Practice at NU: Do more than just having a Diversity and Inclusion chair. Make decision-making more accessible to people outside your exec boards. If possible, move to a more horizontal leadership structure— move away from hierarchical positions like executive boards and presidents and begin to share the load with all consenting group members. 

6. View harms in your life as opportunities

It seems counterintuitive for us to view potential traumas through a positive lens. To Mao, this frame resembles the “I hope you can get over this or let this go defense.” The wording here could use an update think of recovering from trauma as more of a moment of acknowledgement for the ability to move forward. 

“Don’t shy away from thinking about harm and process it. Try to experience times of strife and address it,” Reid said. 

Practice at NU: Find time to sit with yourself and process life experiences. Follow people at Northwestern like Zaria Howell (@earthmamaa) or Liz Curtis (@ccurtise), who practice radical care, mindfulness and healing. 

7. Listen deeply and compassionately to everyone—even those you disagree with

Rob Brown, the director at SJE and trained restorative dialogue moderator, especially resonated with this point.

”Listening to those we are in disagreement or conflict with compassionately is important to invite in divergent points of view that disrupt utopian and performative notions of inclusion,” he said.“Sometimes this notion is critiqued… but to reject carcerality is to acknowledge that there is value in all of us and no one is worthy of disposability.” 

Practice at NU: Try to listen in groups, relationships and even class to those speaking without thinking of a response ahead of time. Try going to CAPS events to enhance your listening and sharing abilities through being vulnerable. 

 8. Engage in difficult dialogues 

Eden Strong, a junior in the School of Comm, had questions about how we mitigate harm: “We all have to be on the same page and operating with similar core principles.” They continued, “So how do I go about and maintain an abolitionist lifestyle even when I’m engaging with people who don’t have my best interest at heart?”

How do we move forward from difficult dialogues? Honestly, we need to have the dialogues first to find out. Each conversation will go differently and we have to question, is the goal of these to mitigate harm or repair it?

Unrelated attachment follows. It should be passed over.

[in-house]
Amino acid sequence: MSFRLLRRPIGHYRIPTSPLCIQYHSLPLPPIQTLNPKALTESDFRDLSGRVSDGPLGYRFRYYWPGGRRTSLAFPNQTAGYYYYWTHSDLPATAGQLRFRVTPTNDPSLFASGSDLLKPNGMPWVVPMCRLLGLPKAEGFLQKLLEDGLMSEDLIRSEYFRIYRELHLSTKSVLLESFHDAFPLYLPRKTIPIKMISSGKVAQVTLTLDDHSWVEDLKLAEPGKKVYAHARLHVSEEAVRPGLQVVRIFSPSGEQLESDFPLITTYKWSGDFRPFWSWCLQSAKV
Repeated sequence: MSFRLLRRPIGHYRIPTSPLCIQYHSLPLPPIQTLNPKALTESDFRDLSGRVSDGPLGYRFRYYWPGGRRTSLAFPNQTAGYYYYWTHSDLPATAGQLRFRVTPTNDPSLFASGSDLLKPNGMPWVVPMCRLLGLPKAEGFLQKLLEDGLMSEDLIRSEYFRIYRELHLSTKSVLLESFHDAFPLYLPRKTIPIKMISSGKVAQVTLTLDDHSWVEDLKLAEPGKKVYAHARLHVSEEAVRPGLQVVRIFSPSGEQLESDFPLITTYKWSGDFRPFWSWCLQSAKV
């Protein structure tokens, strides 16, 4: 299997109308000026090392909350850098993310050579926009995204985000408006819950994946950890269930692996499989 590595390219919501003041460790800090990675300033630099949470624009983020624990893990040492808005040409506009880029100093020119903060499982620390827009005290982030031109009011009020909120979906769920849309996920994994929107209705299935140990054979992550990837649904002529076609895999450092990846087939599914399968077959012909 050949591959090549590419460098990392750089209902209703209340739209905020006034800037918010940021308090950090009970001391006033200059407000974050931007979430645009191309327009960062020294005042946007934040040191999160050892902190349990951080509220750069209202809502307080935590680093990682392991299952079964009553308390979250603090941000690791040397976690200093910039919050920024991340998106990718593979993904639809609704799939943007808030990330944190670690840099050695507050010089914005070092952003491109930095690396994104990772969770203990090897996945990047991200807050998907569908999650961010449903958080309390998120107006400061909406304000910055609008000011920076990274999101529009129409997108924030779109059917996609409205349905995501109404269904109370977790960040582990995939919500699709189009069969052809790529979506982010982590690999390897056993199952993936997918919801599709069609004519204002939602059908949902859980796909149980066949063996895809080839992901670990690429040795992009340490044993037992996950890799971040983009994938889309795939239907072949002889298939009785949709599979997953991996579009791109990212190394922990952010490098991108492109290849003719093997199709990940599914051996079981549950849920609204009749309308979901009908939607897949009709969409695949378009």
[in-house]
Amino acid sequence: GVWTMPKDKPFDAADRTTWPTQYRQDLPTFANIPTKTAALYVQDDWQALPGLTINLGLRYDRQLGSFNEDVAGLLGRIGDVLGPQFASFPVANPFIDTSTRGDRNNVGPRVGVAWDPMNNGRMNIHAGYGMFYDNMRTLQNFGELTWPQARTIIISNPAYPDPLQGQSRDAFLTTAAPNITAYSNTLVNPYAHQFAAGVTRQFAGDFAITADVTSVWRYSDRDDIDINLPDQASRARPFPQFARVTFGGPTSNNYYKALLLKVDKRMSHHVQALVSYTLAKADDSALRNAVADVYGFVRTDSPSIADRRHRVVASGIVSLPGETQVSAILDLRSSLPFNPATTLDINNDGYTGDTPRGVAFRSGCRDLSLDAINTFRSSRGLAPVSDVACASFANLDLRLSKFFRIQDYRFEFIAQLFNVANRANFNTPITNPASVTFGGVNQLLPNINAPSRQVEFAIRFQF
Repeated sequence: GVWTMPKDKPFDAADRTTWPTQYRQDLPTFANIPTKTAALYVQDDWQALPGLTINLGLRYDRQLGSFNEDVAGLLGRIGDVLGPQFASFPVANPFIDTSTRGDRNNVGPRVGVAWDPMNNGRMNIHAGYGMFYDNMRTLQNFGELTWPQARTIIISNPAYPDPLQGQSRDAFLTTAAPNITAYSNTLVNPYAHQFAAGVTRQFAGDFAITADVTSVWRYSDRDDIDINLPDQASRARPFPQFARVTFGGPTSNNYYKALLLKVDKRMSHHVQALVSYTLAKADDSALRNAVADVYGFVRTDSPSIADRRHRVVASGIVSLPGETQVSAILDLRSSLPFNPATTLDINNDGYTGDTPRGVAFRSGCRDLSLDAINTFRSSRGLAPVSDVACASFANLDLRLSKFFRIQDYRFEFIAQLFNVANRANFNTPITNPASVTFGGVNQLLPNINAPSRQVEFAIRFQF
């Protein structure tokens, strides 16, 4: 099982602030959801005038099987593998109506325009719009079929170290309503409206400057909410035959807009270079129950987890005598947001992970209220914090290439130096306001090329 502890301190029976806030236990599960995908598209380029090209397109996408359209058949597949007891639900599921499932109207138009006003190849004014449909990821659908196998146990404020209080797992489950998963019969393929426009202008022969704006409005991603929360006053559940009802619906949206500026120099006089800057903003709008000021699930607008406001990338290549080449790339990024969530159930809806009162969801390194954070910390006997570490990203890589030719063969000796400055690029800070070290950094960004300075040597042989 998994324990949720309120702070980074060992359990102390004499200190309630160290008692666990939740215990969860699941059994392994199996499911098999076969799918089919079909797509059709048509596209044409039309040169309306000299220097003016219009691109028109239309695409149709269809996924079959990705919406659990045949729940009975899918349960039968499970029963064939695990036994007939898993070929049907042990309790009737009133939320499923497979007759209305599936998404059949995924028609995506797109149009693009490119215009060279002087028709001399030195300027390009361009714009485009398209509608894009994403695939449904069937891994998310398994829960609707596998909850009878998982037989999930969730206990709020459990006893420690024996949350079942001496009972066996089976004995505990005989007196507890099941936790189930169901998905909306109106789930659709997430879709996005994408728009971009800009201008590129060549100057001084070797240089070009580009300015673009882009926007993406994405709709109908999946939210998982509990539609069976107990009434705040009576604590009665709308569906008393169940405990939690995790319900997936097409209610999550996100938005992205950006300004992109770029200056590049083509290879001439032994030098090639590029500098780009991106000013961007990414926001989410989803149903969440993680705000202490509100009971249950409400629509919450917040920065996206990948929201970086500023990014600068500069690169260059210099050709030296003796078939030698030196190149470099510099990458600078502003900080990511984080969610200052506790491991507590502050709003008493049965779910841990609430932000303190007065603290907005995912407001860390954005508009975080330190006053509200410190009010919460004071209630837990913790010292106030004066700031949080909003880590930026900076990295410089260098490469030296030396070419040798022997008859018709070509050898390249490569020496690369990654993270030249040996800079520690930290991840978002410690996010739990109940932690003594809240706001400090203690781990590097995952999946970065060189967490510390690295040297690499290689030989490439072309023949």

Practice at NU: Participate in programs like Sustained Dialogue or Active Listening workshops with NU Listens. Practice just listening to those in your community without thinking of something to say in response while they speak. 

9. Don’t impose your “truths” on others 

“I think we are starting to see that with people reporting people for COVID stuff to people who are essentially police.” said SESP senior Eliza Gonring “And it’s because they wanna have complete control over another person’s actions. In a sense, that’s people imposing their truths and their views on to people. That’s why people default to ‘I’m going to hold people accountable—’ you can’t. You can tell people how they impacted you or others… you can’t force them into accountability, because then that’s not accountability.” 

Practice at NU: Check in with folks on all sides of a conflict, not just yours, in order to proceed in a way that’s healing for everyone. Use the community as support, call on folks who are willing to shut down COVID violations as opposed to the police.

10.  Sensitively confront everyday injustices

White supremacy, the patriarchy, classism, and all other forms of oppression (sizeism, ableism, nationalism, transphobia, heterosexism, etc) are pervasive systemic inequities. Identity and power dynamics determine what folks need for healing to proceed. Understanding how these dynamics cause harm brings us one step close to liberation from the categories society forces us into.

Practice at NU: Support groups like NU Community Not Cops Fossil Free NU NU Abolition, Students Organizing for Labor Rights Northwestern Graduate Workers and  NU Dissenters, as well as groups working for liberation in Evanston and Chicago.

It’s more than venmoing for mutual aid (but continue to do this). We need learning that leads to action and community-building, and theory that leads to practice. Hopefully, this guide provided some steps that you can start taking towards a state-less, more restorative life.


RELATED POST

Your email address will not be published. Required fields are marked *

//